California and Oklahoma are about as different as two states can be, but in recent times they have both experienced the unintended consequences of underground fossil fuel industry activities, and they share some key similarities. In both cases -- the California methane leak and the Oklahoma earthquake swarms -- the main factors are a lack of knowledge, preparation, and safety planning for fossil fuel operations located in or near populated areas.
The nation's oil and gas infrastructure is aging, even as the industry has expanded its territory with the rise of fracking technology and constructed (or sought permits for) new pipelines and storage facilities. So, now would be a good time to bump up safety and monitoring requirements. However, as demonstrated by both California and Oklahoma, getting the industry to respond is more complicated than it may seem.
Since then, schools have closed and thousands of residents have fled their homes with a variety of health problems. The consensus is that the main culprit is not the gas itself, but an added chemical that provides the otherwise odorless gas with its distinctive smell. Somewhat ironically, the odorant is a safety precaution that enables anyone with a functioning sense of smell to detect even a very small gas leak, without the need for any special training or equipment.
The odorants commonly in use are the chemicals tert-butyl mercaptan and tetrahydrothiophenethe, and that is where the lack of knowledge and preparedness come in. According to the available detection equipment the odorants are not present in dangerous levels, but nevertheless people are getting sick -- so sick that on Thursday California Gov. Jerry Brown declared a state of emergency and set up a public website to bump up the flow of information, which could potentially lead to additional evacuations. (So far, news accounts indicate about 2,000 people were evacuated before the declaration, but some reports anticipate that the entire Porter Ranch population of 30,000 will be relocated.)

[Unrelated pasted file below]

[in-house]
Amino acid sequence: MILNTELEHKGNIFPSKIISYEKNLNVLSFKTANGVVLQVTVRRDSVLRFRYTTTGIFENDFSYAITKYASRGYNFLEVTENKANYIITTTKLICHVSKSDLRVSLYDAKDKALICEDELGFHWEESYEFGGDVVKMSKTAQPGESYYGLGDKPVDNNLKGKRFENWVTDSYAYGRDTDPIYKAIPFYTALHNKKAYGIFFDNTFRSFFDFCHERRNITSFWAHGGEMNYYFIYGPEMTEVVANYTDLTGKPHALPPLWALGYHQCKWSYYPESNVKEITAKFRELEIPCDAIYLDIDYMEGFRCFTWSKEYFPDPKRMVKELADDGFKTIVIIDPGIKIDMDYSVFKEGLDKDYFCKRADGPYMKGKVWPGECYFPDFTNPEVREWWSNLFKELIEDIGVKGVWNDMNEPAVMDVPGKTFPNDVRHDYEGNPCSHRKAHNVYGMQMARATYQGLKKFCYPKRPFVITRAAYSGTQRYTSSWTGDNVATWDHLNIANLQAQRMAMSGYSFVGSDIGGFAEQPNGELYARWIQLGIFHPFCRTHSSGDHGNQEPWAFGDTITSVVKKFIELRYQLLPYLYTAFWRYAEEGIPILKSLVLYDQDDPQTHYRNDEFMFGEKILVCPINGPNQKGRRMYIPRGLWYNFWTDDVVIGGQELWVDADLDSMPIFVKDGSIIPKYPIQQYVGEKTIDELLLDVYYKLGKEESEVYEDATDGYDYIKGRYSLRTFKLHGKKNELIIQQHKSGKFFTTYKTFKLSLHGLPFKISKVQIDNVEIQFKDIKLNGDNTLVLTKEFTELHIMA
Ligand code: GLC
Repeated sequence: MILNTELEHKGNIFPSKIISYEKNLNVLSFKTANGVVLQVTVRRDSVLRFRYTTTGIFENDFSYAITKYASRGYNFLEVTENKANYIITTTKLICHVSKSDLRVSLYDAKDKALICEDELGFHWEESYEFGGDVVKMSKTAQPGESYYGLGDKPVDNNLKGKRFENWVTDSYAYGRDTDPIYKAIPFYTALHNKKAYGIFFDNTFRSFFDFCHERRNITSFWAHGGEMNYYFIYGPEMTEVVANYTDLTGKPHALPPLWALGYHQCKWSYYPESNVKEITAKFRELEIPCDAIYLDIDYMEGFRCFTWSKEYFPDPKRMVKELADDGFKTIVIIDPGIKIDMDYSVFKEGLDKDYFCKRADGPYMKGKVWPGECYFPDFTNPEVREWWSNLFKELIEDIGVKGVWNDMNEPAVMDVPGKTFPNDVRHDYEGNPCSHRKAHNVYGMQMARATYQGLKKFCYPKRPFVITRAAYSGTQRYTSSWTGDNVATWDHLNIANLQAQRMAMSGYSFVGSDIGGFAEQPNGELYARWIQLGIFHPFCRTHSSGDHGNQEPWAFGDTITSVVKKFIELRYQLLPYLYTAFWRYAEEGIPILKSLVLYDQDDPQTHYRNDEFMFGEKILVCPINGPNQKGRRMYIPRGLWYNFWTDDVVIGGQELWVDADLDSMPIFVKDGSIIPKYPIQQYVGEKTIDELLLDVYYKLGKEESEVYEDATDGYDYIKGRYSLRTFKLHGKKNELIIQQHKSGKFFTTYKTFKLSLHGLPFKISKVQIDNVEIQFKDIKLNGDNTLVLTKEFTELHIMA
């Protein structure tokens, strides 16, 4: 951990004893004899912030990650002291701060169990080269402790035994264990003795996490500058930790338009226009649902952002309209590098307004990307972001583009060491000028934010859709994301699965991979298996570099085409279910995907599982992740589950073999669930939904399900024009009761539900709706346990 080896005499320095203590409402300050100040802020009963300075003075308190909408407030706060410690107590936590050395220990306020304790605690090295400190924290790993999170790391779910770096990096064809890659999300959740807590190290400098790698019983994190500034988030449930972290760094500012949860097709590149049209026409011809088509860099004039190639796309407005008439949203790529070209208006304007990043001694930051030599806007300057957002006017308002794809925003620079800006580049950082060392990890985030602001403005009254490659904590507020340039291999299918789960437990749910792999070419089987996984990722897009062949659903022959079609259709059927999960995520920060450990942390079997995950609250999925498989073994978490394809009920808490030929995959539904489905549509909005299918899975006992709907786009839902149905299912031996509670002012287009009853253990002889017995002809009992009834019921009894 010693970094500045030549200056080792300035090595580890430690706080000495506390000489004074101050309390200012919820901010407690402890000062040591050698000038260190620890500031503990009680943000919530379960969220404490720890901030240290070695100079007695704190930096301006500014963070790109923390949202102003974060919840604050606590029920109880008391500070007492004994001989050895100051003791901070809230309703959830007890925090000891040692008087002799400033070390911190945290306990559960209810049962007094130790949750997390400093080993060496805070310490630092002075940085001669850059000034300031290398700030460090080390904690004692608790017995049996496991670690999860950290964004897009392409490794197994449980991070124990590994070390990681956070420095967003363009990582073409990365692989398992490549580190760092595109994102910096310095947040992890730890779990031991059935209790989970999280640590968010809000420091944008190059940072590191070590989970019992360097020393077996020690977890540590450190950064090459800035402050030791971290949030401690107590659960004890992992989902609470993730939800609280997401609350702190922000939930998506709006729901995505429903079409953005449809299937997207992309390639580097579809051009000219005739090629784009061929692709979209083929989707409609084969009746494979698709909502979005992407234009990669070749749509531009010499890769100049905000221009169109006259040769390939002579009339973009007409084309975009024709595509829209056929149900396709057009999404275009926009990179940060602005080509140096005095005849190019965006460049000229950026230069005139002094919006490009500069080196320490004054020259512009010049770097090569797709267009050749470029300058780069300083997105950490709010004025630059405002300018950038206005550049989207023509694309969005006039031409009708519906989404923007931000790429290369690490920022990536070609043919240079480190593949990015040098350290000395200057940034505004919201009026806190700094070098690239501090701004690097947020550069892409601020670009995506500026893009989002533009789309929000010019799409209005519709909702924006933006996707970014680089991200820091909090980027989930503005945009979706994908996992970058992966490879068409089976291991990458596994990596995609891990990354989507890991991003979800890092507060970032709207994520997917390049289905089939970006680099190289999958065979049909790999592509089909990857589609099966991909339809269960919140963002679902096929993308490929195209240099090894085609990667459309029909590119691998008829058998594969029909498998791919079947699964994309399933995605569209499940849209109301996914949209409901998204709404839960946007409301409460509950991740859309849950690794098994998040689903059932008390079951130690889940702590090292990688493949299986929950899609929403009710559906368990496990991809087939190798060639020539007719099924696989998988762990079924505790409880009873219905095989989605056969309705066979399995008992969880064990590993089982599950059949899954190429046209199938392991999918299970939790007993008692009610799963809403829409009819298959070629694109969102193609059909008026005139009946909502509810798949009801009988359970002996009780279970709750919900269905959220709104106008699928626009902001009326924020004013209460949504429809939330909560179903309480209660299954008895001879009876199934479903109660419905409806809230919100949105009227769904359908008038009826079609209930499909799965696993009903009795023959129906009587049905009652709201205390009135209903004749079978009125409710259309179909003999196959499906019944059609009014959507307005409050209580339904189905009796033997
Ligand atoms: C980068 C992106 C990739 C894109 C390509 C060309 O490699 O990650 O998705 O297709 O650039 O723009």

Regardless of the numbers, the root problem is that little is known about the effects of long-term exposure to natural gas odorants. Miriam Rotkind-Ellman, a scientist with the Natural Resources Defense Council, explored that issue in detail in an article about the California methane leak. Do read the full article, but here are some snippets:
"... The existing monitoring is not really set up to evaluate medium- to longer-term exposures. Continuous monitoring, rather than grab samples, that can reliably measure low levels, will be needed to paint an accurate picture of what's going on and make sure we aren't left with data gaps that limit our ability to assess health risks ...
" ... Current monitoring is not using sensitive enough testing techniques and this makes it difficult to understand what types of exposures are occurring. Some of the current testing is only able to detect levels of the tert-butyl mercaptan 50 times higher than the level where you expect to have health impacts from odors. We need more information that is able to narrow this gap."
The U.S. Geological Survey pinned some of the blame for an increase in earthquakes in the U.S. in general, and Oklahoma in particular, on the practice of injecting massive quantities of wastewater from oil and gas drilling operations underground.